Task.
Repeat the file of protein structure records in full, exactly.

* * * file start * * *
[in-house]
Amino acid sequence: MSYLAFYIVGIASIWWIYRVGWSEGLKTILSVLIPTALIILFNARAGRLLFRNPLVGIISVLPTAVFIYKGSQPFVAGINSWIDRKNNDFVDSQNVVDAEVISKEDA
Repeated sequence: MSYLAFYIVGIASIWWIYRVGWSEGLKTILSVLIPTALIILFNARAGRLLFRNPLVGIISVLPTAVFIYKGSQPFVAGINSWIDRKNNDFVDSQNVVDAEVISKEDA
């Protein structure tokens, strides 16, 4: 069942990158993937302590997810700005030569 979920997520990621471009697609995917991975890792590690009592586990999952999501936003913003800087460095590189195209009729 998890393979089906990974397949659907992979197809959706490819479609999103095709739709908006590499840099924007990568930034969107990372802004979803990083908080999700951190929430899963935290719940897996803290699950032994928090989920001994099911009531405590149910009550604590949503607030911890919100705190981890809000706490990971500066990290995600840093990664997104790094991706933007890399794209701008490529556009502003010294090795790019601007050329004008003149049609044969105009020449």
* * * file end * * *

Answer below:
[in-house]
Amino acid sequence: MSYLAFYIVGIASIWWIYRVGWSEGLKTILSVLIPTALIILFNARAGRLLFRNPLVGIISVLPTAVFIYKGSQPFVAGINSWIDRKNNDFVDSQNVVDAEVISKEDA
Repeated sequence: MSYLAFYIVGIASIWWIYRVGWSEGLKTILSVLIPTALIILFNARAGRLLFRNPLVGIISVLPTAVFIYKGSQPFVAGINSWIDRKNNDFVDSQNVVDAEVISKEDA
């Protein structure tokens, strides 16, 4: 069942990158993937302590997810700005030569 979920997520990621471009697609995917991975890792590690009592586990999952999501936003913003800087460095590189195209009729 998890393979089906990974397949659907992979197809959706490819479609999103095709739709908006590499840099924007990568930034969107990372802004979803990083908080999700951190929430899963935290719940897996803290699950032994928090989920001994099911009531405590149910009550604590949503607030911890919100705190981890809000706490990971500066990290995600840093990664997104790094991706933007890399794209701008490529556009502003010294090795790019601007050329004008003149049609044969105009020449």